start_at DATE NOT NULL,
  end_at DATE NOT NULL,
  CONSTRAINT date_regular_ranges_uq
    UNIQUE (user_id, start_at, end_at),
  CONSTRAINT date_regular_ranges_bounds
    EXCLUDE USING gist
      ( user_id WITH =, 
        daterange(start_at, end_at, '[]') WITH &&
      )
);

For the "exception" ranges table, we'll need the FOREIGN KEY constraint and a CHECK constraint for the `contained" operator:

CREATE TABLE date_exception_ranges (
  id SERIAL PRIMARY KEY,
  user_id INTEGER NOT NULL,
  start_at DATE NOT NULL,
  end_at DATE NOT NULL,
  regular_start_at DATE NOT NULL,
  regular_end_at DATE NOT NULL,

  -- we don't need the UNIQUE, as the EXCLUDE covers it
  -- CONSTRAINT date_exception_ranges_uq
  --   UNIQUE (user_id, start_at, end_at),

  CONSTRAINT date_exception_ranges_bounds
    EXCLUDE USING gist
      ( user_id WITH =, 
        daterange(start_at, end_at, '[]') WITH &&
      ),

  CONSTRAINT date_regular_exception_ranges_fk
    FOREIGN KEY
      (user_id, regular_start_at, regular_end_at)
    REFERENCES date_regular_ranges
      (user_id, start_at, end_at),

  CONSTRAINT date_exception_ranges_ck
    CHECK ( daterange(start_at, end_at, '[]')
         <@ daterange(regular_start_at, regular_end_at, '[]')
          )
);

For the "day off", since we identified that are similar to "exception" ranges, we can either add another table (with identical structure as the date_exception_ranges) or keep only that and add a boolean column to identify whether it is an "exception" or a "day off".

(The following assume that "exceptions" can overlap "day off" ranges. If they cannot, it's actually much simpler):

CREATE TABLE date_exception_ranges (
  id SERIAL PRIMARY KEY,
  user_id INTEGER NOT NULL,
  start_at DATE NOT NULL,
  end_at DATE NOT NULL,
  regular_start_at DATE NOT NULL,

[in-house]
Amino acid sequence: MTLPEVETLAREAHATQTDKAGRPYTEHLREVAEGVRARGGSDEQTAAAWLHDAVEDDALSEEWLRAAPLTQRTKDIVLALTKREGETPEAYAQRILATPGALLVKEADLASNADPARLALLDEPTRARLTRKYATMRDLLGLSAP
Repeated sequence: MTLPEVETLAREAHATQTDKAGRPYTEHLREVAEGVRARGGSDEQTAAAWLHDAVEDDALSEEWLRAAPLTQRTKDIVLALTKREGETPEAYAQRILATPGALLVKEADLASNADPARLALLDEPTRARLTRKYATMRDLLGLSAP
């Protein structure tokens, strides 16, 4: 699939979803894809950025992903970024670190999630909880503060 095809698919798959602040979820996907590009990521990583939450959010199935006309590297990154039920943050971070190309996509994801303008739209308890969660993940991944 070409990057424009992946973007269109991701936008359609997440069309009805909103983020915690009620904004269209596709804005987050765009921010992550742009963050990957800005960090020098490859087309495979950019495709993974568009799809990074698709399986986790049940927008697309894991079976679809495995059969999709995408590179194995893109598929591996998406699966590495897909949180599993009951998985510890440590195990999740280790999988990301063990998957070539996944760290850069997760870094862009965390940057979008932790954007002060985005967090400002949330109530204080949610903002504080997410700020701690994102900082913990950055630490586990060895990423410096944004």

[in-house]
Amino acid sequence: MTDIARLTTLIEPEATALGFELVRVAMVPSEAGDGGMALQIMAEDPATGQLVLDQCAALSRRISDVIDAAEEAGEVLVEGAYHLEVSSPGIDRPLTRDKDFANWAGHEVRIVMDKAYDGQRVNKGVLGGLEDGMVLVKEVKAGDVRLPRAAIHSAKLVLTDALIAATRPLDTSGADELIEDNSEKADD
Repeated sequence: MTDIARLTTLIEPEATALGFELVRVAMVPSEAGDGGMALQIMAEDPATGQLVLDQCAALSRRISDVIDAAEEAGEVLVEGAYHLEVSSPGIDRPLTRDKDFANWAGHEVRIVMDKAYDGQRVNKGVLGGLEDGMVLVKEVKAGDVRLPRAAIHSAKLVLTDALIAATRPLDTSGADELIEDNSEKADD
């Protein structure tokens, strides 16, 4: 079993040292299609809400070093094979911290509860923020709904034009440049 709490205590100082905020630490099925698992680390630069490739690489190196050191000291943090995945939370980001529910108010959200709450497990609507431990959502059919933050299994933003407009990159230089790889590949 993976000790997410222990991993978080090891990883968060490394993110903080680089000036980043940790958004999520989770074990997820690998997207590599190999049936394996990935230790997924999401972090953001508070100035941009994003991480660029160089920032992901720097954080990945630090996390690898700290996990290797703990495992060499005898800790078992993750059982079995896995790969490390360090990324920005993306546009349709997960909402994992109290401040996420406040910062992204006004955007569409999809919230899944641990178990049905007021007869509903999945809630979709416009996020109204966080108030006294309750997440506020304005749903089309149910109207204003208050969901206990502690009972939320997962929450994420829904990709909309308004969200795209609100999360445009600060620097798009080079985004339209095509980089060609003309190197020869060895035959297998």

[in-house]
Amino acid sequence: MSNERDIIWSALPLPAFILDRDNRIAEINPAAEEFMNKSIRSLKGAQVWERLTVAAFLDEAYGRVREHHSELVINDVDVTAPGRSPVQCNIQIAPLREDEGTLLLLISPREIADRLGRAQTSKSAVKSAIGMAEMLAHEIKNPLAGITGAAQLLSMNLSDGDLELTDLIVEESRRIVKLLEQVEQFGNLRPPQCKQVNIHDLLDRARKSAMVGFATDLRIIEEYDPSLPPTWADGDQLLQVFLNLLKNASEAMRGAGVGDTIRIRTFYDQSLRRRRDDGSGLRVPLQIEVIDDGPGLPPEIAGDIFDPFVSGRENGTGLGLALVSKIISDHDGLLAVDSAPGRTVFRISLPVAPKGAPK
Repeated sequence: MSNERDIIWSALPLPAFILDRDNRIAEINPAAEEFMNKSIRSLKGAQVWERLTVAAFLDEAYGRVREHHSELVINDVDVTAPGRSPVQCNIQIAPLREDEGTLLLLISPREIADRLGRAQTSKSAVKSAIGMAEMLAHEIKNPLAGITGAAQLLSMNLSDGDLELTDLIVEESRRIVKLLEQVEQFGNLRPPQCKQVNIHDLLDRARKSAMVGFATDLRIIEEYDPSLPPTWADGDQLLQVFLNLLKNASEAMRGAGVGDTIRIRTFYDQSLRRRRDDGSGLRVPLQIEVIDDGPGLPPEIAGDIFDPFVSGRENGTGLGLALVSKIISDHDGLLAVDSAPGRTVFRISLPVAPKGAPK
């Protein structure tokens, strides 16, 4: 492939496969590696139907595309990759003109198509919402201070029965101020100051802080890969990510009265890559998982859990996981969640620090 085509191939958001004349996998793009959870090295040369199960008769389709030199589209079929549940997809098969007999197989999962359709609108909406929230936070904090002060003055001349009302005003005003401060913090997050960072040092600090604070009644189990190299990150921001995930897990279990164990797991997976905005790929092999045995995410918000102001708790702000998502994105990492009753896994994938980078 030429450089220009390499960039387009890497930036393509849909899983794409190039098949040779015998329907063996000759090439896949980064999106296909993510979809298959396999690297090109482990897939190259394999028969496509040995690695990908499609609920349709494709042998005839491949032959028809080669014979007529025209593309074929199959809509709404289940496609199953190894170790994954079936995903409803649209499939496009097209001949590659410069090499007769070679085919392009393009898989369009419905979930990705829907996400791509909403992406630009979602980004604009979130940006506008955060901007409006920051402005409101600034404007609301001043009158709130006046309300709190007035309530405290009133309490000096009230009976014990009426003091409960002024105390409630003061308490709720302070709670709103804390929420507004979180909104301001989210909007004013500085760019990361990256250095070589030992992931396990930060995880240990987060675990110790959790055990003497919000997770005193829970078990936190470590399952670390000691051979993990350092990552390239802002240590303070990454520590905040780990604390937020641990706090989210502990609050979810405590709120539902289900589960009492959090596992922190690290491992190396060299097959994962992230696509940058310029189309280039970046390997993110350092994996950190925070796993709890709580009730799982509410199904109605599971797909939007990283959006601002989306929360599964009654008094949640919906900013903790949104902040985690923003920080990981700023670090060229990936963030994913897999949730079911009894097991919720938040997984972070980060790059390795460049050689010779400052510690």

regular_end_at DATE NOT NULL,
  -- TRUE: is_exception, FALSE: is_day_off
  is_exception BOOLEAN NOT NULL,

  CONSTRAINT date_exception_ranges_bounds
    EXCLUDE USING gist
      ( user_id WITH =,
        (is_exception::int) WITH =,
        daterange(start_at, end_at, '[]') WITH &&
      ),

  CONSTRAINT date_regular_exception_ranges_fk
    FOREIGN KEY
      (user_id, regular_start_at, regular_end_at)
    REFERENCES date_regular_ranges
      (user_id, start_at, end_at),

  CONSTRAINT date_exception_ranges_ck
    CHECK ( daterange(start_at, end_at, '[]')
         <@ daterange(regular_start_at, regular_end_at, '[]')
          )
);

And finally, the above tested at dbfiddle.uk

  • Impressive! Thanks for your input. I got a question: What if I want to add the relation between date_ranges, let's say date_range_appointments in that case I should go with polymorphic association, I guess. Because an exclusion is a particular case when something is different. That's the reason why I tried to make it within single table. In my mind I see the solution in creating custom functions which query table for exclusion and hesitating will I suffer later with this table separation. – Moldaone Mar 3 at 22:21
  • You can produce the result (of your original, single table) as a view (with a UNION ALL between the two tables). What performance implications this will have depends on the queries. – ypercubeᵀᴹ Mar 3 at 22:23
  • I think I was not clear again. I was trying to say let's add another table with is "appointments" and it has to be linked to the range. According to the answer above since I have not 2 tables with actual ranges. If I want to create an appointment record I have to create either two columns for regular_range_id and for exception_range_id or make a polymorphic columns range_type & range_id. Isn't it an extra complexity comparing to a single table? – Moldaone Mar 3 at 22:38
  • Yes, off course. That would be more complex. Do you really need appointments for days off though? I don't see how that makes sense. – ypercubeᵀᴹ Mar 3 at 22:40